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دانلود اپلیکیشن «زیبوک»
این فصل را میتوانید به بهترین شکل و با امکانات عالی در اپلیکیشن «زیبوک» بخوانید
متن انگلیسی فصل
Sir Mulberry Hawk
‘Let me go immediately; sir,’ Kate whispered angrily.
‘My dear girl, why do you pretend to dislike me so much?’
Soon after Nicholas had left London, Kate lost her job at the dressmaker’s.
Her mother looked through the newspapers and quickly found an interesting advertisement: a woman called Mrs Wititterly was looking for a companion. Although Kate did not really want the job, she was too tired and upset by recent events to argue. She went with her mother for an interview with Mrs Wititterly.
Mrs Wititterly - a nervous, ill-looking woman - lived in a large house near Sloane Square, a very expensive part of London. Kate’s gentleness and intelligence pleased her, and she offered Kate the job as her companion.
Mrs Nickleby was very excited. ‘Mrs Wititterly looks very ill,’ she thought. ‘Perhaps she’ll die soon and Mr Wititterly - a fine-looking gentleman! - will fall in love with Kate. He’ll ask her to marry him and all our troubles will end!’
A week after the interview, Kate moved all her things to Mrs Wititterly’s house and started work.
Ralph Nickleby had a very important business customer, Sir Mulberry Hawk, an ugly old man with lots of money, who had met Kate once at dinner at Ralph’s house. Unfortunately for Kate, this horrible old man had liked her a lot. He had sat next to her at dinner and had embarrassed her all evening with his rude jokes and horrible wet-lipped smiles. She had been so upset by his impolite behaviour that she had left the table. After dinner, Sir Mulberry had told Ralph that he wanted to meet Kate again. He asked Ralph to help him and Ralph agreed immediately, thinking that this would be good for his business.
He arranged for Sir Mulberry to meet Mrs Nickleby at his office. Mrs Nickleby liked Sir Mulberry because he said so many nice things about her and her daughter.
‘Such a beautiful, intelligent girl!’ he said. ‘But I’m not surprised. She has such a beautiful, intelligent mother.’
Mrs Nickleby smiled proudly, and let Sir Mulberry walk home with her.
When he had said goodbye, she closed her eyes with excitement. ‘I don’t believe it,’ she thought. ‘Such a fine gentleman! He will be an even better husband for Kate than Mr Wititterly!’
One evening, Sir Mulberry invited Mrs Nickleby to the theatre with him.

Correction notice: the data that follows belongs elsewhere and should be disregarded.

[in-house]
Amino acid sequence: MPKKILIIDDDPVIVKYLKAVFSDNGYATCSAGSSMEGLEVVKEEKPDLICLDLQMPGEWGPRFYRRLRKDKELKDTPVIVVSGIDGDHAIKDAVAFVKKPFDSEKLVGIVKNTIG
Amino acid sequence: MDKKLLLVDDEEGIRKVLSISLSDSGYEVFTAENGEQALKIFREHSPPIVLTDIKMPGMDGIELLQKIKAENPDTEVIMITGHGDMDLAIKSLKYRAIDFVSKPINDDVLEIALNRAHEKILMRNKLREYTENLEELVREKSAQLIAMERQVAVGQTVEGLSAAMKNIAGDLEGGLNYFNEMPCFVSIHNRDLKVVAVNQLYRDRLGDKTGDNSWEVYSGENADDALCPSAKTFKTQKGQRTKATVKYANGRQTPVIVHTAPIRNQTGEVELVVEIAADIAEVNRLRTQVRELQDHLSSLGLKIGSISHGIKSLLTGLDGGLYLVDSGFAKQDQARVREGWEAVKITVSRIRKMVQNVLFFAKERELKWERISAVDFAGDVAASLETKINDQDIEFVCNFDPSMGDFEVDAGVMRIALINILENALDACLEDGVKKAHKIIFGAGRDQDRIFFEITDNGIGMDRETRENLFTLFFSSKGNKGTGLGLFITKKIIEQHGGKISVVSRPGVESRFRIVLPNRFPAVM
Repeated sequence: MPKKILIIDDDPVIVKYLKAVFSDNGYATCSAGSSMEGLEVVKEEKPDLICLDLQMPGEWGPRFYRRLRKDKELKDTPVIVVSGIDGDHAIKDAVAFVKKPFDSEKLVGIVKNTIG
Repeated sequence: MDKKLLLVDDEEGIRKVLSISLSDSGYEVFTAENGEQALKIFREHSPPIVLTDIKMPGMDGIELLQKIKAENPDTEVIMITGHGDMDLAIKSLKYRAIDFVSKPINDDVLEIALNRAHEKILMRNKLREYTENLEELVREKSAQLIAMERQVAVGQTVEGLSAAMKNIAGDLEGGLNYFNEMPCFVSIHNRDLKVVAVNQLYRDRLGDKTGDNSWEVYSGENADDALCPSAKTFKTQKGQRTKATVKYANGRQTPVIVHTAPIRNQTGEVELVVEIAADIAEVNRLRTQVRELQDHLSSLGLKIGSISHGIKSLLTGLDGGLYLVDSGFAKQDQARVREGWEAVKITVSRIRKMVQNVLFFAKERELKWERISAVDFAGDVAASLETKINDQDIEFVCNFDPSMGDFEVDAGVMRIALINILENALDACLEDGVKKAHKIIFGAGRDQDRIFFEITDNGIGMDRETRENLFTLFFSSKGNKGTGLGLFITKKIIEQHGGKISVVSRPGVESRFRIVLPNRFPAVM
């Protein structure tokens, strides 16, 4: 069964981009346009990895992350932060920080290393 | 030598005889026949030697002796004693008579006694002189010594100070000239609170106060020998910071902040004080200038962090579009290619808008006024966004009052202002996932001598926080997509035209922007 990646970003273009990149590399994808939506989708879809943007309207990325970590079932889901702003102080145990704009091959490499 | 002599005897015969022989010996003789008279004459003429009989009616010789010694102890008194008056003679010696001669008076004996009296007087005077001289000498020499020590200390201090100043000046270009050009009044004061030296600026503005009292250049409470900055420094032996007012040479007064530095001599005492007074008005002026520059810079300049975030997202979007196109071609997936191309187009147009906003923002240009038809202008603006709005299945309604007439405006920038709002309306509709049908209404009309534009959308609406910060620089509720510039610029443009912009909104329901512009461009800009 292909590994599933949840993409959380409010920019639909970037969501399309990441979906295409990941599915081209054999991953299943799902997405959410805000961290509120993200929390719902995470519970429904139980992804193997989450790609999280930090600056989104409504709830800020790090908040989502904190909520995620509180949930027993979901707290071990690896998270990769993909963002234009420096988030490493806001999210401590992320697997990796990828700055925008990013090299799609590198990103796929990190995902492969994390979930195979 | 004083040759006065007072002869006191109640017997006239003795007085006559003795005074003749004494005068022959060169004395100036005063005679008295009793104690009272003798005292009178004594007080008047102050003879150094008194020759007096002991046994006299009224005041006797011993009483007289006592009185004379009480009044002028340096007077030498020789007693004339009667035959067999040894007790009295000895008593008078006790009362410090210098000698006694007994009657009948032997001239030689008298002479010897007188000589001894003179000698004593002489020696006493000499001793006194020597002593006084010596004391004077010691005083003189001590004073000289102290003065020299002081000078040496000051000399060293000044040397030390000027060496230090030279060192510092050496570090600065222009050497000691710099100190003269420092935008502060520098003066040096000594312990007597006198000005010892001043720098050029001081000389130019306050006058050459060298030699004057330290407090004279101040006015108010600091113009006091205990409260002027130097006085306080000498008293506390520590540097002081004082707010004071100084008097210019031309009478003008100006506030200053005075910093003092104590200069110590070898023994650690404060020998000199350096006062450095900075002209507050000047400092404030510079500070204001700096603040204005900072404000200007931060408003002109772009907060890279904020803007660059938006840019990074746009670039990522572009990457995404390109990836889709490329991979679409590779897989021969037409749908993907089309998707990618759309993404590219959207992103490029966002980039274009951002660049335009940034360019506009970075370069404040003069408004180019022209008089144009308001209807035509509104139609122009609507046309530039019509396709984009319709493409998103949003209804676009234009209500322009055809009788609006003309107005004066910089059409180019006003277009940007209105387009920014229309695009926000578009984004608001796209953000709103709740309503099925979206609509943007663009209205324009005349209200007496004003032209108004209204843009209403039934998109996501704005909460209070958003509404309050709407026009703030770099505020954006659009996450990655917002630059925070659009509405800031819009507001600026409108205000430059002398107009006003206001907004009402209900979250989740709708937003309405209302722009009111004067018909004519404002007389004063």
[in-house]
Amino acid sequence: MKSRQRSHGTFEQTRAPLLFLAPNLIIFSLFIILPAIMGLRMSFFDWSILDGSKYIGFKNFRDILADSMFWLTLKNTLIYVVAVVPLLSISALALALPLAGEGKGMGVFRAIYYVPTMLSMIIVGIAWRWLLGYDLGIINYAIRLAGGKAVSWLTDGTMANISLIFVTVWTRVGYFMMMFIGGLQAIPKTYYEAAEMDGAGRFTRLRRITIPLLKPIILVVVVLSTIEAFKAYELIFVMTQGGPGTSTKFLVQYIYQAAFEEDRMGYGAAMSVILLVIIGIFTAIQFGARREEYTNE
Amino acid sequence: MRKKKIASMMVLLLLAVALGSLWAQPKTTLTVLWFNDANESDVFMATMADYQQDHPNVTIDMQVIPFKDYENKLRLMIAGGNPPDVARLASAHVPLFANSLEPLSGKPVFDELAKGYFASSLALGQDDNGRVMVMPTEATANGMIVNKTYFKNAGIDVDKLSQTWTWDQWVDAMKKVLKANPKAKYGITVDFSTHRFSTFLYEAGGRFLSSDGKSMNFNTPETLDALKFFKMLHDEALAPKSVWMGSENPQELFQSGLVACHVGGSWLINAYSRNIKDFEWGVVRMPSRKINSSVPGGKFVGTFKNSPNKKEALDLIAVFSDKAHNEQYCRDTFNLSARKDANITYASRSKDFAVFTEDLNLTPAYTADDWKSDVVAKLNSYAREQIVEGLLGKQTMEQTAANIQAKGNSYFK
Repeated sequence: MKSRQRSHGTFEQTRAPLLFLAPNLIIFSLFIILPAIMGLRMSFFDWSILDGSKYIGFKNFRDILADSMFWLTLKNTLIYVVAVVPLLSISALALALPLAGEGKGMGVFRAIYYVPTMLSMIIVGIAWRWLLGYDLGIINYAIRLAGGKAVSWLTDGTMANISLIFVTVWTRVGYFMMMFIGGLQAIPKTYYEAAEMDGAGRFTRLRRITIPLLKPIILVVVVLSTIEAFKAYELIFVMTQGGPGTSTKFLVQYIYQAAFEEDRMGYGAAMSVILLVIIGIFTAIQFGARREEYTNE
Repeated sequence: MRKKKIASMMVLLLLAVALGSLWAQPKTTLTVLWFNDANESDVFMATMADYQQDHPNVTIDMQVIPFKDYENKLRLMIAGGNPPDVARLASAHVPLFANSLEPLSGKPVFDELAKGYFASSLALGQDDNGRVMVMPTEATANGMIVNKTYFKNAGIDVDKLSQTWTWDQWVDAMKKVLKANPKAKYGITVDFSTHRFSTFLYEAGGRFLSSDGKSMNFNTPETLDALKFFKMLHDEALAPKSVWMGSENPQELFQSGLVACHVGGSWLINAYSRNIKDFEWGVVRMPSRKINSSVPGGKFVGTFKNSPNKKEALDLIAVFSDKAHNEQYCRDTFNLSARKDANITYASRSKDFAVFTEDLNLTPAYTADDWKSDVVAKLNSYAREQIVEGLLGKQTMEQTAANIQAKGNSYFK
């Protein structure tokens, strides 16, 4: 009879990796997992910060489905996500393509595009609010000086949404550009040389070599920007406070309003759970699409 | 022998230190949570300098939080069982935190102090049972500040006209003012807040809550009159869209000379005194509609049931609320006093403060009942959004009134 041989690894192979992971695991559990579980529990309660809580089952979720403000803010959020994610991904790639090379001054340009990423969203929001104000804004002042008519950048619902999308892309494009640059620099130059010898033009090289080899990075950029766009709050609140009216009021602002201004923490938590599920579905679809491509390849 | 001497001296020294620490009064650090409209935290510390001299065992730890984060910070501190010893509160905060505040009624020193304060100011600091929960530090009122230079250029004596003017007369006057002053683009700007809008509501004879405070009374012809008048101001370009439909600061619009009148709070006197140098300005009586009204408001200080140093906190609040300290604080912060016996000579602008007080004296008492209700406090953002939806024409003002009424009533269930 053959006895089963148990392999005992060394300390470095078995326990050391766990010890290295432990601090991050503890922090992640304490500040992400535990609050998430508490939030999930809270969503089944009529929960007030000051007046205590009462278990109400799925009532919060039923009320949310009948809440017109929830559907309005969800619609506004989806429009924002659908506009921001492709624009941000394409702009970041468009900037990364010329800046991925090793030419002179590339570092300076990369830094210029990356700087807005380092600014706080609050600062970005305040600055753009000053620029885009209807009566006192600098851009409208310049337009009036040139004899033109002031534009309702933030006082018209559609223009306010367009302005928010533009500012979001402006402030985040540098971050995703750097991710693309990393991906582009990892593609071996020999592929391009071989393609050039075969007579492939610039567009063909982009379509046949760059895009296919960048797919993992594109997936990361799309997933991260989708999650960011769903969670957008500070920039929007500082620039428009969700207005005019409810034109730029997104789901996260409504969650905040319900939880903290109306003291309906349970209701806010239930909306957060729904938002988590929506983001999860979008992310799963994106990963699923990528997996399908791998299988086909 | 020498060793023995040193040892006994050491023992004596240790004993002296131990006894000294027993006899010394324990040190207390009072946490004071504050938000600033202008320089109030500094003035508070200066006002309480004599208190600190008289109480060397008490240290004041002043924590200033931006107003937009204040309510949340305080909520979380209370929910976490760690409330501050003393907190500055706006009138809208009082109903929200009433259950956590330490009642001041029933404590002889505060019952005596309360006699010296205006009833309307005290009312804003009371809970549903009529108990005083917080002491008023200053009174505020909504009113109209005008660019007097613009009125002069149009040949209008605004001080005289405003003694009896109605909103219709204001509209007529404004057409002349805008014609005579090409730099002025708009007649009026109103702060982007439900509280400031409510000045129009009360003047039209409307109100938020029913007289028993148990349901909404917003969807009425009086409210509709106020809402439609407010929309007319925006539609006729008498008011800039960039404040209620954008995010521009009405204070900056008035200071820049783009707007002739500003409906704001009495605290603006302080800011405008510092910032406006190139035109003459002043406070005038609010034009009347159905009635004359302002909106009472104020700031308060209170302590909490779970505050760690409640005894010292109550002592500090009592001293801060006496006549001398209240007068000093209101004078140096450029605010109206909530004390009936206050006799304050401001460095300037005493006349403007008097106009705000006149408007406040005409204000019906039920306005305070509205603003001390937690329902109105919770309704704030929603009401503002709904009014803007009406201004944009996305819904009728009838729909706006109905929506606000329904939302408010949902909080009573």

She put on her best clothes and sat with him in the most expensive seats.
Sir Mulberry was a drunk, but Mrs Nickleby did not care. She felt proud to be with such a well-dressed gentleman - especially as he was so interested in her daughter.
He was telling her for the twentieth time how beautiful Kate was when suddenly he stopped. ‘Listen!’ he said. ‘Some people have come into the next seats. I’m sure I recognise one of the voices.’
Mrs Nickleby listened, and opened her mouth with surprise. She bent forwards and looked around the curtain between the seats. ‘Kate!’ she said. ‘What a lovely surprise!’
‘Mother!’ Kate replied, equally surprised. ‘What are you doing here?’ Then she noticed a man sitting in the shadows behind her mother. He was smiling at Kate and kissing the back of his hand.
‘Who is that man with you?’ Kate whispered.
‘You’ll never guess!’ replied Mrs Nickleby loudly, so that Mrs Wititterly could hear. ‘This is Sir Mulberry Hawk.’
Kate remembered the horrible old man from her uncle’s dinner party, and her face went pale. However, Mrs Nickleby mistook the strange look on her daughter’s face for shyness - the shyness of love!
Mrs Wititterly was as excited as Mrs Nickleby, because Sir Mulberry Hawk was such an important gentleman. She told her husband to invite Sir Mulberry and Mrs Nickleby to sit with them.
‘Dear Kate,’ said Mrs Nickleby, kissing her daughter. ‘How ill you looked a moment ago! You frightened me!’
‘It was nothing, Mother,’ Kate replied, but it was too late to explain her true feelings to her.
She greeted Sir Mulberry politely, then turned her head towards the stage. Sir Mulberry sat behind her all evening, and she could not enjoy the play. When the play had finished, Sir Mulberry took her arm. Kate tried to escape and walk away, but Sir Mulberry pulled her back.
‘Don’t hurry,’ he said.